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4:33pm Saturday
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A 69"+ finished section
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Categories: Commerce and business

Word count/read time: 552 words; 2 minutes

It started with my helping to identify a chain. I forwarded some links from my website so she could learn about loop-in-loop chains. There was mention of needing 10 meters but the cost would have been prohibitive for her purposes and budget. So I made a few samples of Viking Knit instead which proved to be satisfactory.

Abruptly and inexplicably the emails dropped off Thursday. It seemed like we were right in the middle of an ultra-time-sensitive cyber negotiation. Then emails wouldn't load at all and it turns out iPage, my ISP, had yet another bug. That company is incompetent and I've since changed.

But nothing since Thursday.

 
The weave would have to be changed slightly which meant the original 24 hours became 30!
 
What's this, a phone number with way too many digits to be American? At 4:33pm, she asked what I was doing. I said making chainmaille. She was relieved until she found out it wasn't for her. She was sending emails all along but even after the problem was "fixed," they never showed up! It was a green light but it needed to be mailed Monday. A tall order for five meters of double-loop six-sided Viking Knit chain.

I hit the road immediately to get wire. At the fourth store, a course correction was necessary because there was not enough of the wire I wanted. The weave would have to be changed slightly which meant the original 24 hours became 30! A blessing in disguise - the weave came out better than my sample.

Silverplated wire saved well over $1000 compared to 0.999 fine silver. Besides, it would have taken too much time to draw the wire and then I'd have to weave it all by myself...45 hours of labor doesn't fit into a 36-hour window.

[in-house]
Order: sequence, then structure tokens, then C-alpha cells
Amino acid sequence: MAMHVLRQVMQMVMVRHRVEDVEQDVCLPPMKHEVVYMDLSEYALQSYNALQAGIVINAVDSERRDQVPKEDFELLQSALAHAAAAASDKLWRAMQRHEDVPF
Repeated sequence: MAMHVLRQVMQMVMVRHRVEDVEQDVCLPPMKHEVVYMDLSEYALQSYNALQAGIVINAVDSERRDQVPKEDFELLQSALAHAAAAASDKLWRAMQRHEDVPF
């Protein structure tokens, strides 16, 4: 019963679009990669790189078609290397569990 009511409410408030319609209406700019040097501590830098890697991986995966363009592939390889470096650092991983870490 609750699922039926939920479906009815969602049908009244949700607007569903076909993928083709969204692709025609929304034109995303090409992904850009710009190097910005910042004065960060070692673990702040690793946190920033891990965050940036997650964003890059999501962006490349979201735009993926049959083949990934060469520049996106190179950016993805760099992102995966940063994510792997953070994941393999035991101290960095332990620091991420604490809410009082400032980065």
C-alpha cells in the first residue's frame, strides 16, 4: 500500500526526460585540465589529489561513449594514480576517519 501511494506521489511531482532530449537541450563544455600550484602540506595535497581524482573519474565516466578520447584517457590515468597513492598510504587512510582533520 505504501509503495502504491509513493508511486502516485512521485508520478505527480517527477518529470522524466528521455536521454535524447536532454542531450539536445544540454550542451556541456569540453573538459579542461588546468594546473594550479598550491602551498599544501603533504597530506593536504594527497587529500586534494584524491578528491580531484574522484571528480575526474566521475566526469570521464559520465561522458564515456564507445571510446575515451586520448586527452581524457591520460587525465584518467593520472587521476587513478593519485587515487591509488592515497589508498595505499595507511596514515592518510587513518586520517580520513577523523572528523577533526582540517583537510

(FYI: Precious metal Viking Knit chains are poorly made low-quality impostors if each successive wire is not welded or soldered to the existing one. It isn't jewelry if it isn't made to high standards; it's over-priced junk. "Everyone" chooses the simple and lazy way instead of doing it properly.)

The first stitch hit the dowel at 10pm. Two all-nighters weren't gonna happen so I called my professional knitter friend. Ideally it was supposed to be one continuous chain but it had to be woven in three separate sections to make the deadline. It would have been interesting to make a 5m chain. Still, it was the longest I've made.

With less than an hour to spare, $130 express shipping sent 5.4 meters of finished chain, comprising nearly 600ft. of 24ga wire, to a frenzied Friday fiendish fashion shoot in New Zealand. It was one of the least stressful chains I've made, rhythmic and rote without a sense of time or tedium. Compared to the Dragonscale bracelet, it was a walk in the park.

In stark contrast, some sellers' claim to fame seems to be how many shows their pieces appear on. Since anyone could do the same with a hefty bank account - pay a company a ridiculous price for an obscure actor to wear it - it shows how desperate some are for fame. Shamelessly bragging about it, as if quality or desirability played a role, is pitiful. The irony: They pay a handsome price for the privilege whereas I was paid a handsome price as a privilege. I will stick to the latter and remain silent.


Posted by M: October 30, 2020


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